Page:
Maths questions at GCSE level

• Jun 3rd 2007, 01:58 PM
girliegal
Maths questions at GCSE level
Can someone help answer the following questions plzz

1)
The area of the pentagon is 8560mmsquared

Change 8560mmsquared top cmsquared

2)

Each side of another pentagon has a length of 101 mm,correct to the nearest millimetre.

(i)Write down the least possible length of each side.

(ii)Write down the greatest possible length of each side

3)Jane's car uses 1 gallon of petrol for every 40 miles. A gallon of petrol costs £3.20

(i) Work out the cost of petrol for Jane's 320 km journey.

• Jun 3rd 2007, 02:11 PM
topsquark
Quote:

Originally Posted by girliegal
Can someone help answer the following questions plzz

1)
The area of the pentagon is 8560mmsquared

Change 8560mmsquared top cmsquared

We know that 10 mm = 1 cm, so look at it this way:
$\frac{8560 \, mm^2}{1} = 8560 \cdot \frac{1 \, mm^2}{1} = 8560 \cdot \frac{ 1 \, mm}{1} \cdot \frac{1 \, mm}{1}$

Change each mm to cm:
$= 8560 \cdot \left ( \frac{1 \, mm}{1} \cdot \frac{1 \, cm}{10 \, mm} \right ) \left ( \frac{1 \, mm}{1} \cdot \frac{1 \, cm}{10 \, mm} \right )$

$= \frac{8560}{10^2} \, cm^2 = \frac{8650}{100} \, cm^2 = 85.6 cm^2$

-Dan
• Jun 3rd 2007, 02:13 PM
topsquark
Quote:

Originally Posted by girliegal
2)

Each side of another pentagon has a length of 101 mm,correct to the nearest millimetre.

(i)Write down the least possible length of each side.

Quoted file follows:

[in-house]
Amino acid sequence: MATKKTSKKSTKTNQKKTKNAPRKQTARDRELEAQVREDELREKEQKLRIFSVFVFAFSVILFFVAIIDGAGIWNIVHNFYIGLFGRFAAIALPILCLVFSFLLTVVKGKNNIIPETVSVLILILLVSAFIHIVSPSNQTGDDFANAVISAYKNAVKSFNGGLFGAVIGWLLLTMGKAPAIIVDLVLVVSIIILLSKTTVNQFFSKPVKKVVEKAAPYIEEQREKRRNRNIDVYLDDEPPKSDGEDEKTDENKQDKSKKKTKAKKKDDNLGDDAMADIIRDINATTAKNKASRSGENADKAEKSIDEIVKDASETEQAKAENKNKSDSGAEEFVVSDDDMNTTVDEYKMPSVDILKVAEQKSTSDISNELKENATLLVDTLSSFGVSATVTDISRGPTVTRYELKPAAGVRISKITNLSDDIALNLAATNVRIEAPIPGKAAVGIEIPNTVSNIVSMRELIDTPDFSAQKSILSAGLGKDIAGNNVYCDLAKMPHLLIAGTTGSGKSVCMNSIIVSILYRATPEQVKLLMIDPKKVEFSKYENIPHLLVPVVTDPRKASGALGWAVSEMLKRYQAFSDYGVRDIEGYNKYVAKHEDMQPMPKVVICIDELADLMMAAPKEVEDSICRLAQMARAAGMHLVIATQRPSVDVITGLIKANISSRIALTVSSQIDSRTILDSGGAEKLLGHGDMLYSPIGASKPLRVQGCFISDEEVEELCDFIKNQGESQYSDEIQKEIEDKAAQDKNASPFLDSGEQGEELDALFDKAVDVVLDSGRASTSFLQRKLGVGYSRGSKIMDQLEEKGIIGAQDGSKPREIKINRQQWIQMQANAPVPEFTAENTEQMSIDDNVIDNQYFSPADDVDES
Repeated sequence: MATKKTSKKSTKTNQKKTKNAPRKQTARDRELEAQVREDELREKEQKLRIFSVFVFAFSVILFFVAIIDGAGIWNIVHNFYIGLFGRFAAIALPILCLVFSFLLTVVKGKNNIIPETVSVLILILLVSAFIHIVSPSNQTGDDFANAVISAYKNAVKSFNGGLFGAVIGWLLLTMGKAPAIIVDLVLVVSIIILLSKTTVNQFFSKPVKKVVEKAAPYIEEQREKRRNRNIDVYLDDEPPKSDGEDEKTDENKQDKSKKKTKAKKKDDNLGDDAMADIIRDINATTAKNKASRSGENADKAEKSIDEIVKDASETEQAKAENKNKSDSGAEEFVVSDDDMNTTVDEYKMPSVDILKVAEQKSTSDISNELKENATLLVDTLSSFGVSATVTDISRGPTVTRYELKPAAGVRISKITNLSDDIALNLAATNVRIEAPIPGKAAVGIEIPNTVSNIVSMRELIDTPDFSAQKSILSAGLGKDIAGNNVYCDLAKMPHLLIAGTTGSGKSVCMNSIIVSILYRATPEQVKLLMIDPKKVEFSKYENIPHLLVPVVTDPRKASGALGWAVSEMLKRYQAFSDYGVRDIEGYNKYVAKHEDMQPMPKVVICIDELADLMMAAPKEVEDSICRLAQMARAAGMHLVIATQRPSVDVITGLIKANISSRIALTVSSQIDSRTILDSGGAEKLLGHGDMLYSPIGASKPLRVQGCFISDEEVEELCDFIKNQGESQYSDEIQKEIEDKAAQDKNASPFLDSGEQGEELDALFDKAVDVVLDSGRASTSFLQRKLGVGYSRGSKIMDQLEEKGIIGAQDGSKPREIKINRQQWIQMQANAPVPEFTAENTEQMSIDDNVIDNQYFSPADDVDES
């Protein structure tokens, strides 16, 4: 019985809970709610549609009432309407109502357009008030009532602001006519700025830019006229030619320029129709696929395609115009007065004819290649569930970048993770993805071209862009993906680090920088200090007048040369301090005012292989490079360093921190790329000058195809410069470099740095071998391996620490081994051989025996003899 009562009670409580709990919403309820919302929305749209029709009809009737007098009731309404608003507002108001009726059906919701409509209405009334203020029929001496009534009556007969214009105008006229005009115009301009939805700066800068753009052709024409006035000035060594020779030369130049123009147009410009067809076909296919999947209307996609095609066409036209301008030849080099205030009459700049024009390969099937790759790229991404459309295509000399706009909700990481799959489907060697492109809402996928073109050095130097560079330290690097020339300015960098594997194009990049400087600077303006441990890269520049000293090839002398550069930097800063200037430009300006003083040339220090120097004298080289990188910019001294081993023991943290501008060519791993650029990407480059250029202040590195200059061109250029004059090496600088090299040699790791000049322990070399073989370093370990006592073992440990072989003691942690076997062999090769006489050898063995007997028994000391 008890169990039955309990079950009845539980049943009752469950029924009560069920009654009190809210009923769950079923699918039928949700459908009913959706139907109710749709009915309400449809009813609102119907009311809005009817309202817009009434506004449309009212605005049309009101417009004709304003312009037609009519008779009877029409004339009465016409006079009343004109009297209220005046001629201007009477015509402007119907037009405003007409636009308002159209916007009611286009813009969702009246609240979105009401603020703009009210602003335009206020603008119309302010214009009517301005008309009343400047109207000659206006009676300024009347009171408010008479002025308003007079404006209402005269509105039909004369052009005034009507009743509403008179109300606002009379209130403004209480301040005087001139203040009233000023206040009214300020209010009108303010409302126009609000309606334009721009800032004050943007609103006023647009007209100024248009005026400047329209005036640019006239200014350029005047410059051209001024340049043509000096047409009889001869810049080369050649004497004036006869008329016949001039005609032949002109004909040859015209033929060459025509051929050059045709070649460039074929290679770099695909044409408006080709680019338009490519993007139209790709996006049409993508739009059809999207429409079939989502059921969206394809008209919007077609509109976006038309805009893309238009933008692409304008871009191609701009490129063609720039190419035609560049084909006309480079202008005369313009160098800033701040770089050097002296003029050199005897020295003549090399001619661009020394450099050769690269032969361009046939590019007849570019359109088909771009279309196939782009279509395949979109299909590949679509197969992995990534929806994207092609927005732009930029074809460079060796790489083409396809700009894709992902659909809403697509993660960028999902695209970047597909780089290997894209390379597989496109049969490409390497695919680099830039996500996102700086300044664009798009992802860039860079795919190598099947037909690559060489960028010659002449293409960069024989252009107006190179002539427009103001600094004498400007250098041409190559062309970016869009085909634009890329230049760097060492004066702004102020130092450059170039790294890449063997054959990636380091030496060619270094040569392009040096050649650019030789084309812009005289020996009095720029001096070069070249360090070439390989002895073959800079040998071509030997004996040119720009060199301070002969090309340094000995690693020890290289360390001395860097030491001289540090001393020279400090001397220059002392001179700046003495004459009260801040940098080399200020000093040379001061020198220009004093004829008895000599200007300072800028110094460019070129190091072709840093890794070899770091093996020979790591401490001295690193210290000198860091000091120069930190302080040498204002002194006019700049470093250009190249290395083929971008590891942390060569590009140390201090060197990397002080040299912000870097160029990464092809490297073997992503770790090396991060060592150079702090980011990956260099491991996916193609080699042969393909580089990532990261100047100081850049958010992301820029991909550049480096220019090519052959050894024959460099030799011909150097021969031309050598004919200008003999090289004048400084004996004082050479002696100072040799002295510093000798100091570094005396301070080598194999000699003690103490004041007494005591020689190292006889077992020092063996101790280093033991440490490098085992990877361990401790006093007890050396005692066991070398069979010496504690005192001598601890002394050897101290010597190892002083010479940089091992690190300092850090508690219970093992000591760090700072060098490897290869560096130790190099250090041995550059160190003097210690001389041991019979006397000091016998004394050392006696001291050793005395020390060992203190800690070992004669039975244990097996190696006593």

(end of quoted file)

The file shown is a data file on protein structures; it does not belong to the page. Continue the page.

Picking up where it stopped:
(ii)Write down the greatest possible length of each side

This depends on which set of rules you use to round. My answer for i) would be 100.500...01 mm (anything greater than 100.5 mm) and my answer for ii) would be 101.5 mm.

-Dan
• Jun 3rd 2007, 02:19 PM
topsquark
Quote:

Originally Posted by girliegal
3)Jane's car uses 1 gallon of petrol for every 40 miles. A gallon of petrol costs £3.20

(i) Work out the cost of petrol for Jane's 320 km journey.

Unfortunately I only remember one metric to English conversion: 2.54 cm = 1 in. So this is how I would do it. 320 km in terms of miles is:
$\frac{320 \, km}{1} \cdot \frac{1000 \, m}{1 \, km} \cdot \frac{100 cm}{1 m} \cdot \frac{1 \, in}{2.54 \, cm} \cdot \frac{1 \, ft}{12 in} \cdot \frac{1 \, mi}{5280 ft} = 198.83878 \, mi$

It costs £3.20 per mile. So the cost is (198.83878 mi)(£3.20/mi) = £636.28

-Dan
• Jun 10th 2007, 11:38 AM
girliegal
Thanks for posting.:)